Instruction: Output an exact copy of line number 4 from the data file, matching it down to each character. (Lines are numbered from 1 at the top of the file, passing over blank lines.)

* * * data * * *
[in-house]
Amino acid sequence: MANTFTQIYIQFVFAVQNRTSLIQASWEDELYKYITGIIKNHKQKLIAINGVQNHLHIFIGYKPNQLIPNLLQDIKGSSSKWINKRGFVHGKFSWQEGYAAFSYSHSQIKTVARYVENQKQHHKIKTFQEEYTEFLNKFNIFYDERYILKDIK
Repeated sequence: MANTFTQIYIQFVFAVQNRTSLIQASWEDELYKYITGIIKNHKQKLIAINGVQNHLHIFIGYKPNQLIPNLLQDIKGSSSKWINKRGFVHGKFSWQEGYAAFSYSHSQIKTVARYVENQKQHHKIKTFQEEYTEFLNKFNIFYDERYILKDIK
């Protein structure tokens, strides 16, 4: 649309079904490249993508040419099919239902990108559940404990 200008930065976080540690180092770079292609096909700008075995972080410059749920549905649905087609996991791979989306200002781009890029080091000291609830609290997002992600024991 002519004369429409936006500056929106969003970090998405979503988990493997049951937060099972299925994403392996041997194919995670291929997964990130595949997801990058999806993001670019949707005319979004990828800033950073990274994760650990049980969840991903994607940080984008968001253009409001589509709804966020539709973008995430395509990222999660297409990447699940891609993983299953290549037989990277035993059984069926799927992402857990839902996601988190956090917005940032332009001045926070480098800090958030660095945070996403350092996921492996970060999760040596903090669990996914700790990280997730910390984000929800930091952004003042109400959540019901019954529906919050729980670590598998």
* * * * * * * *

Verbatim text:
């Protein structure tokens, strides 16, 4: 649309079904490249993508040419099919239902990108559940404990 200008930065976080540690180092770079292609096909700008075995972080410059749920549905649905087609996991791979989306200002781009890029080091000291609830609290997002992600024991 002519004369429409936006500056929106969003970090998405979503988990493997049951937060099972299925994403392996041997194919995670291929997964990130595949997801990058999806993001670019949707005319979004990828800033950073990274994760650990049980969840991903994607940080984008968001253009409001589509709804966020539709973008995430395509990222999660297409990447699940891609993983299953290549037989990277035993059984069926799927992402857990839902996601988190956090917005940032332009001045926070480098800090958030660095945070996403350092996921492996970060999760040596903090669990996914700790990280997730910390984000929800930091952004003042109400959540019901019954529906919050729980670590598998």